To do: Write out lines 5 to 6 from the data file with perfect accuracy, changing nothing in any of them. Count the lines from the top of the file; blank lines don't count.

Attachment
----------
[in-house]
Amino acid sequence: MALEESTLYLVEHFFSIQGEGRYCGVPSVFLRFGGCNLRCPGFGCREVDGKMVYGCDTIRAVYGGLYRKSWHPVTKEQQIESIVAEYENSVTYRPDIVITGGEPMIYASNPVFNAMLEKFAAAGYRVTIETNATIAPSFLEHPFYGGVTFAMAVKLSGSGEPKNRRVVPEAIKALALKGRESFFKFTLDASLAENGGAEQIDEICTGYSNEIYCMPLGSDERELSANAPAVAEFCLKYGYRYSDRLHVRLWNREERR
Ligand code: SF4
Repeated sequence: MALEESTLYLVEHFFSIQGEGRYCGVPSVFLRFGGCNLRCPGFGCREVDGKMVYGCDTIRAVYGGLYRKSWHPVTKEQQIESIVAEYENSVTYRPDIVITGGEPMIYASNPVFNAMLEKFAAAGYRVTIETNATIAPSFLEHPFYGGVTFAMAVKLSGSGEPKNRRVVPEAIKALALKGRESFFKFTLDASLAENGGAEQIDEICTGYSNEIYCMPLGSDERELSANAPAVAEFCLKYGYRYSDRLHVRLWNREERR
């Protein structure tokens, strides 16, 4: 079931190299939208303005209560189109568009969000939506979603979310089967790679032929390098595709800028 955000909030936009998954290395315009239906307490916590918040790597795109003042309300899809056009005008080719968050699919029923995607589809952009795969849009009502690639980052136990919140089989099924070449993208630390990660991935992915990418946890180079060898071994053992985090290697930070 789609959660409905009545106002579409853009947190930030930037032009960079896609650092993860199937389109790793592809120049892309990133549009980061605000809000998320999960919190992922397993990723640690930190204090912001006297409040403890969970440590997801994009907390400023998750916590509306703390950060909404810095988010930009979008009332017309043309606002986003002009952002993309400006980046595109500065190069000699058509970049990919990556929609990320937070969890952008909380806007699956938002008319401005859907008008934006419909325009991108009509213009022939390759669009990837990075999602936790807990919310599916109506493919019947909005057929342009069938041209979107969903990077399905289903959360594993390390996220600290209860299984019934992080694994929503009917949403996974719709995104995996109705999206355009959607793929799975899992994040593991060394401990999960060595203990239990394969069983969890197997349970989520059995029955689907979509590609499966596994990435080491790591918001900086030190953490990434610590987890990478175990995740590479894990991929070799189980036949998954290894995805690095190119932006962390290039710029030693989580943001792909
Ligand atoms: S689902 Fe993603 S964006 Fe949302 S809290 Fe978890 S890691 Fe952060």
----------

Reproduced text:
């Protein structure tokens, strides 16, 4: 079931190299939208303005209560189109568009969000939506979603979310089967790679032929390098595709800028 955000909030936009998954290395315009239906307490916590918040790597795109003042309300899809056009005008080719968050699919029923995607589809952009795969849009009502690639980052136990919140089989099924070449993208630390990660991935992915990418946890180079060898071994053992985090290697930070 789609959660409905009545106002579409853009947190930030930037032009960079896609650092993860199937389109790793592809120049892309990133549009980061605000809000998320999960919190992922397993990723640690930190204090912001006297409040403890969970440590997801994009907390400023998750916590509306703390950060909404810095988010930009979008009332017309043309606002986003002009952002993309400006980046595109500065190069000699058509970049990919990556929609990320937070969890952008909380806007699956938002008319401005859907008008934006419909325009991108009509213009022939390759669009990837990075999602936790807990919310599916109506493919019947909005057929342009069938041209979107969903990077399905289903959360594993390390996220600290209860299984019934992080694994929503009917949403996974719709995104995996109705999206355009959607793929799975899992994040593991060394401990999960060595203990239990394969069983969890197997349970989520059995029955689907979509590609499966596994990435080491790591918001900086030190953490990434610590987890990478175990995740590479894990991929070799189980036949998954290894995805690095190119932006962390290039710029030693989580943001792909
Ligand atoms: S689902 Fe993603 S964006 Fe949302 S809290 Fe978890 S890691 Fe952060």